By now, you have probably heard about the cyberattack that crippled Dyn’s Domain Name System (DNS) this past Friday. Some of the websites affected included Netflix, Twitter, Spotify, Reddit, AirBNB, and many others. When you type in a website address (e.g., www.google.com) the request goes through a DNS server which translates that website name to its numerical value (e.g., 22.214.171.124) so your computer can fetch the proper website. This mechanism only exists to make our lives easier, so that we can use names for web addresses and not have to remember numerical values for websites.
Dyn is a major provider of DNS services and what happened on Friday was a distributed denial of service attack (DDoS). The DDoS attack involved millions of devices making requests to Dyn’s servers at the exact same time, resulting in the flooding and overloading of the servers.
Why is this important for you to even know about? The devices that were used in this attack were devices that were plugged directly into the Internet and used the default passwords from the manufacturers. Whether you realize it or not, every device that you connect to the Internet can be used as a weapon for attacks such as these. Your devices can be compromised, malicious software can be added, and they will become part of a digital army without you even knowing it.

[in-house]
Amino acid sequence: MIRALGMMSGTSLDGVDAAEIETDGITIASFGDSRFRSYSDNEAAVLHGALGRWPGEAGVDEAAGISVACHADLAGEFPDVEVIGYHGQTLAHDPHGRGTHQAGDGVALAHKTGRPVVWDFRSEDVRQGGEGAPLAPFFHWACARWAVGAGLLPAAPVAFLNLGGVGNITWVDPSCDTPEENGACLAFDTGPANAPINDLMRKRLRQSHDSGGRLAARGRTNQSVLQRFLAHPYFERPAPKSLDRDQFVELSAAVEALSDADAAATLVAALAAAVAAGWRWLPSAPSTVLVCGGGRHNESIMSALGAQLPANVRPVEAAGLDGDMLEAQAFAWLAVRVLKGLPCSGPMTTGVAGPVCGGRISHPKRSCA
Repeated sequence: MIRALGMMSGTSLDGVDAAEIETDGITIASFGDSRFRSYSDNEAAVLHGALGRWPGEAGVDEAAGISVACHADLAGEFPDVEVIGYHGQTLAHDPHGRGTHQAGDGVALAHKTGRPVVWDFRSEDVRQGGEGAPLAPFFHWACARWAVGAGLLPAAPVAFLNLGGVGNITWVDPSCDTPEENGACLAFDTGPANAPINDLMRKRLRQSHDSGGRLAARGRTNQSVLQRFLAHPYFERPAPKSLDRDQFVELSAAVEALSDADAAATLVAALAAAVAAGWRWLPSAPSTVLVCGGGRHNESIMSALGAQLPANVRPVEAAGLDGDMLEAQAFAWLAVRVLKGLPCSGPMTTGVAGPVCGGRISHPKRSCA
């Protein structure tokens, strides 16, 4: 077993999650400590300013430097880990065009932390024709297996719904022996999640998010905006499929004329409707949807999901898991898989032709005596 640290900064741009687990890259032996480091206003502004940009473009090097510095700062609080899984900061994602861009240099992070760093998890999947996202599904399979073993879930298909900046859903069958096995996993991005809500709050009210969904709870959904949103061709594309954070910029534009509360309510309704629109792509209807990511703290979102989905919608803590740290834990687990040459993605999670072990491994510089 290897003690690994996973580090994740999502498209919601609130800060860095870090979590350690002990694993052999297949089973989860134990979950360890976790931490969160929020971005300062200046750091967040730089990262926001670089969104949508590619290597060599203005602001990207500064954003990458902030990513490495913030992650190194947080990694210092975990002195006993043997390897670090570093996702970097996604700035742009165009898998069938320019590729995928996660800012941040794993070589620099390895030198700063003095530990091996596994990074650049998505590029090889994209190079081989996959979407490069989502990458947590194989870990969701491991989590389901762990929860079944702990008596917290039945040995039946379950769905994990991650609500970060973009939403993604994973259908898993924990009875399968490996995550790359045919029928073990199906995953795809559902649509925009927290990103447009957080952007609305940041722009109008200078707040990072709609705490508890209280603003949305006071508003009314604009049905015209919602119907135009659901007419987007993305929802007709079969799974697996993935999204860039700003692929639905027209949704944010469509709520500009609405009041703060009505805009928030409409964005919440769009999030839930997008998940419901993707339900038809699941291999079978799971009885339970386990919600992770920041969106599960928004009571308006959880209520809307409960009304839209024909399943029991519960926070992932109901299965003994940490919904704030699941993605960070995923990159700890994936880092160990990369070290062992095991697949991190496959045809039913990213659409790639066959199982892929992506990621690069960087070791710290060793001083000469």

Here are some tips to prevent your equipment from being compromised:
- 1. Never connect any equipment directly to your Internet connection. You should always have a firewall between your devices and the Internet.
- Always change the default username and passwords for any Internet related device that you install.
- Apply updates from manufacturers. Updates come out to patch vulnerabilities that a manufacturer discovers in their software which may allow for the device to be compromised.
Security should be a major concern for you. You cannot set it and forget it. New threats are constantly emerging but who is watching your network? Take the first step towards the security of your network. Give us a call at 908.688.2444 to setup your security consultation.